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Newborn Feeding Schedule

The Schedule When Feeding Your Baby Formula

Meeting a newborn baby's feeding needs with formula is generally easy. With formula, the preparation is straightforward and the amount that your baby takes is easily measured. There is something reassuring about the simplicity of the formula feeding process.
Establishing a feeding schedule with formula is uncomplicated. In the beginning, due to the tiny size of their bellies, the feedings will start out small but frequent (around every three to four hours). As the baby's belly grows and he can take in more per feeding, the schedule will change to accommodate longer individual feeding sessions further apart.

For example, at one month, you might still be feeding every four hours. At two months, this may decrease to six or seven feedings per day.
During your baby's first month, he will go from needing 5 to 7 milliliters (one teaspoon) of formula from day one to 3 to 4 ounces by the end of the month. After the first week is complete and your baby is taking 2 ounces of formula per feeding, consider adding ¼ ounce every 2 days.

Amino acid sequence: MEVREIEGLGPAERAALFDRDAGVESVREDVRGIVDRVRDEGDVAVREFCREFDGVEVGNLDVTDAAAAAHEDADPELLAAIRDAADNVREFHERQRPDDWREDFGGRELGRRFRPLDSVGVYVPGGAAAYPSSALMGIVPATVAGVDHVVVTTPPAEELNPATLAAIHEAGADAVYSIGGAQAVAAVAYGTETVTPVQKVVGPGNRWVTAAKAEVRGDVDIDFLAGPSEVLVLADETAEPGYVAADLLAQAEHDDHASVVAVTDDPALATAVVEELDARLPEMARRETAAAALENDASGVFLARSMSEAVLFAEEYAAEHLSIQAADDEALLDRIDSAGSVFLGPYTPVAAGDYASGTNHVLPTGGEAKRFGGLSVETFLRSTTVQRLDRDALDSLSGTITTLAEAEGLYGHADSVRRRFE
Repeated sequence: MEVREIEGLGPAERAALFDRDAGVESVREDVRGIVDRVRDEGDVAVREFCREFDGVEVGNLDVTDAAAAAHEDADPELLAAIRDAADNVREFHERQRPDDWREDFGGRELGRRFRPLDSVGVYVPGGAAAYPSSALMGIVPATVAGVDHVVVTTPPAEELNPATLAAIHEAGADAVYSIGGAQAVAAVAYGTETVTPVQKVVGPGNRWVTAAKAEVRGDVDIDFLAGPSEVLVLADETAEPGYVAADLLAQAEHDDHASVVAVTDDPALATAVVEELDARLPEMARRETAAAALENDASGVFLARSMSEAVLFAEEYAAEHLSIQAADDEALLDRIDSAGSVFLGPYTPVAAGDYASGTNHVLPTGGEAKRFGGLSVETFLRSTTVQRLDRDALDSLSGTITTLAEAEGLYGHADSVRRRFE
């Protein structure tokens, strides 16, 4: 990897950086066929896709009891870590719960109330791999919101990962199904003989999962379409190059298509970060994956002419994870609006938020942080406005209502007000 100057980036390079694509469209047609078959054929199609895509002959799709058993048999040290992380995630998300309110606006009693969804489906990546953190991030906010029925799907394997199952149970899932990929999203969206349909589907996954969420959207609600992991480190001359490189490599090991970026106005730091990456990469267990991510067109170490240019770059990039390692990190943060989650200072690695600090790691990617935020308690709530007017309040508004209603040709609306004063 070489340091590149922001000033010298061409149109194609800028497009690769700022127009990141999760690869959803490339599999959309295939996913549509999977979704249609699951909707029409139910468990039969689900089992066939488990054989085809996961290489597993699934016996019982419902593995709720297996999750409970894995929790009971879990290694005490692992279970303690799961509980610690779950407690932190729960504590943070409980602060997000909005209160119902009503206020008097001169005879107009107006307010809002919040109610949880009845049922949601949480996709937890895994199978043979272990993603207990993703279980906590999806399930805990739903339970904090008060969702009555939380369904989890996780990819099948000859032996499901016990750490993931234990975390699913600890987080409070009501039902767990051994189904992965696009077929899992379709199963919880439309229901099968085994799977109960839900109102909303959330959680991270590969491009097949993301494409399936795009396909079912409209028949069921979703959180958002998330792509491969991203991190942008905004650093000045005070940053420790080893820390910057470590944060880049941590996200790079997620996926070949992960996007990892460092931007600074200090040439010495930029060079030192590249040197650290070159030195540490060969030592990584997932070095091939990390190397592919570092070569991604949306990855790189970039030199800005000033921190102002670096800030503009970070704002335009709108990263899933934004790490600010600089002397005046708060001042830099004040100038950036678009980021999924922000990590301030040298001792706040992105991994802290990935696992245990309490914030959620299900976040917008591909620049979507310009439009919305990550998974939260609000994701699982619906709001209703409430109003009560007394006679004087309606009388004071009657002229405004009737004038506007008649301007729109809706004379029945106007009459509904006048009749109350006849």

According to the American Academy of Pediatrics, the following is a good guideline for how much formula to feed a baby in the 50th percentile for weight:
For a Baby Boy
For a Baby Girl
Feedings per Day

Weight in lbs

Formula in ounces per day

Weight in lbs

Formula in ounces per day


Month 1


Every 4 hours

Month 2

28 ¾

6 to 7 feedings a day

Month 3


6 to 7 feedings a day

Month 4


6 feedings per day

Month 5


5-6 feedings per day

Month 6

43 ¾

5 feedings per day

One year


2-3 feedings per day (8 oz per feeding). Used as a supplement when solid foods are introduced.

To calculate the amount of formula per feeding, divide the formula ounces per day by the number of feedings. On average, a two-month-old baby girl will have six to seven feedings with 4 ounces at each feeding.
There are a couple of other ways that you can estimate your baby's intake of formula:
  • Use 2½ ounces of formula for each pound of body weight as a total daily amount.
  • After the first month, babies add about 1 ounce to each feeding for every month of life, starting at a base of 3 to 4 ounces per feeding. This increase stops when they reach 8 ounces per feeding.
Remember that the numbers in this table are for the average baby. Your baby might need a little more or a little less. The key is to listen and watch closely for hunger/fullness cues. Babies vary their intake from day to day and even from feeding to feeding.
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